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Electron density North America Longitude 70 W Vertical TEC b Electron density Ne

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Vertical TEC b

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Observations of mid-latitude ionospheric storms Near global view of TEC distributions Observations of storm enhanced density Uplifts in layer height over Europe and North America Poleward movement of the anomaly

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Imaging Issues What is the spatial resolution? What is the temporal resolution? What is the accuracy of the imaged electron density? What scientific information can we derive directly from the images?

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Radar backscatter Verification of the peak height uplift over the USA MIDAS

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Combining imaging with first-principle modeling How can we relate the images the underlying physics? Imaging alone cannot get at the underlying physics Simply reproducing localized image features with modeling does not uniquely determine the physical drivers Future aim – develop methods that constrain the physical models with full 4D imaging

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Acknowledgements to: GPS RINEX data from SOPAC, IDA3D images from ARLUT, EISCAT Collaboration with Cornell University Support from BAE SYSTEMS, the UK EPSRC, BICS and PPARC

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MIDAS – Northern Hemisphere

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Coverage of Input Data ionosonde Polar NIMS GPS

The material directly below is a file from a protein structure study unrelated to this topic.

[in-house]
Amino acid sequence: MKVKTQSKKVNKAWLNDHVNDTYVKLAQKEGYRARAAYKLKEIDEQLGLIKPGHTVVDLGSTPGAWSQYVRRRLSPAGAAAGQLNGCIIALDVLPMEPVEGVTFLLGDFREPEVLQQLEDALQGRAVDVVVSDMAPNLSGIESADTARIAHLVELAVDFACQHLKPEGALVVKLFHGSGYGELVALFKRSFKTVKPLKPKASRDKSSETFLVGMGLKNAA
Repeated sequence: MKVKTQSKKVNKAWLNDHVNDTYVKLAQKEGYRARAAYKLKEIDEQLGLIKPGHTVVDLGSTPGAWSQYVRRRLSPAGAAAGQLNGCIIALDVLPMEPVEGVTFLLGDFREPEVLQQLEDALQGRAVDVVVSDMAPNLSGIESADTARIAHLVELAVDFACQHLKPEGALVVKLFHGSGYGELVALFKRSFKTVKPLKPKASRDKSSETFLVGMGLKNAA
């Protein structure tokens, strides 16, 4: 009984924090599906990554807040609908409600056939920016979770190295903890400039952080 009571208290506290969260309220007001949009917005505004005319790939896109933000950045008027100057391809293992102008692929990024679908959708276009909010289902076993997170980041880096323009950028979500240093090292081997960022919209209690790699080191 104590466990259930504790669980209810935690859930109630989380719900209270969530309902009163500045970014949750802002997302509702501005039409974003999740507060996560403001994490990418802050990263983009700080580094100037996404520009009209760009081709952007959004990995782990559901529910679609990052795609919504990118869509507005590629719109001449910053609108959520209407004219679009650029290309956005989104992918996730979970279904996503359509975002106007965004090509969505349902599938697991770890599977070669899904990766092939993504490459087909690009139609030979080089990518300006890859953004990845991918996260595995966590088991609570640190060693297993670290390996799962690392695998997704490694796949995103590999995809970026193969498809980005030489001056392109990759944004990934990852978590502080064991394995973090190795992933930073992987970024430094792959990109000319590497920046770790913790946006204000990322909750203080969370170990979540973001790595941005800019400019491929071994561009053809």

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Is the TEC movie showing convection? If so, the plasma over Europe originates from the USA TEC over the Northern Hemisphere

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F2 layer uplifts move horizontally westwards, that is, firstly, in the European sector, then the east coast of the USA, and around an hour later, occurring in the west coast of the USA. 1 2 3 East-west progression of layer height uplift

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Equatorial imaging (with Cornell University)

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Polar imaging Observations of patches over ESR IDA3D imaging appears to show patches convecting from Sondestrom to ESR Imaging alone cannot show the convection Combine AMIE convection patterns with trajectory analysis into IDA3D Provides strong evidence of plasma transport from Sondestrom to ESR

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IDA3D Ne at 400 km 2005 UT Patch

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Results from Europe

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Ionospheric Measurements

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Observations over ESR Patch at 20 UT